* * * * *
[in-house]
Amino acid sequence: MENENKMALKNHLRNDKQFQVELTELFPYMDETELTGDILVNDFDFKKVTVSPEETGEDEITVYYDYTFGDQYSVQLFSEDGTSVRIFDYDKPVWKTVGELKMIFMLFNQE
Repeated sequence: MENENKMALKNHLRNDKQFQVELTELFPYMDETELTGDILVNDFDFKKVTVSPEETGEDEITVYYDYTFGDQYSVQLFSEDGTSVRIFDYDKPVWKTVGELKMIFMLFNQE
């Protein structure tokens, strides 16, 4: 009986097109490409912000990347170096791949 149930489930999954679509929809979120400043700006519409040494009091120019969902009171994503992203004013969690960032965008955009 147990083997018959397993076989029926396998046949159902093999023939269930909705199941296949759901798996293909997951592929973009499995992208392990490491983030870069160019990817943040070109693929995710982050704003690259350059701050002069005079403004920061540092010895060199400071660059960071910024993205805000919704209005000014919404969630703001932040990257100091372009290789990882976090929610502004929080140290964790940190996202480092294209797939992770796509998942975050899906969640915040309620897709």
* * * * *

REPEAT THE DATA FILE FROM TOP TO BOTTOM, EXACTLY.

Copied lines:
[in-house]
Amino acid sequence: MENENKMALKNHLRNDKQFQVELTELFPYMDETELTGDILVNDFDFKKVTVSPEETGEDEITVYYDYTFGDQYSVQLFSEDGTSVRIFDYDKPVWKTVGELKMIFMLFNQE
Repeated sequence: MENENKMALKNHLRNDKQFQVELTELFPYMDETELTGDILVNDFDFKKVTVSPEETGEDEITVYYDYTFGDQYSVQLFSEDGTSVRIFDYDKPVWKTVGELKMIFMLFNQE
């Protein structure tokens, strides 16, 4: 009986097109490409912000990347170096791949 149930489930999954679509929809979120400043700006519409040494009091120019969902009171994503992203004013969690960032965008955009 147990083997018959397993076989029926396998046949159902093999023939269930909705199941296949759901798996293909997951592929973009499995992208392990490491983030870069160019990817943040070109693929995710982050704003690259350059701050002069005079403004920061540092010895060199400071660059960071910024993205805000919704209005000014919404969630703001932040990257100091372009290789990882976090929610502004929080140290964790940190996202480092294209797939992770796509998942975050899906969640915040309620897709």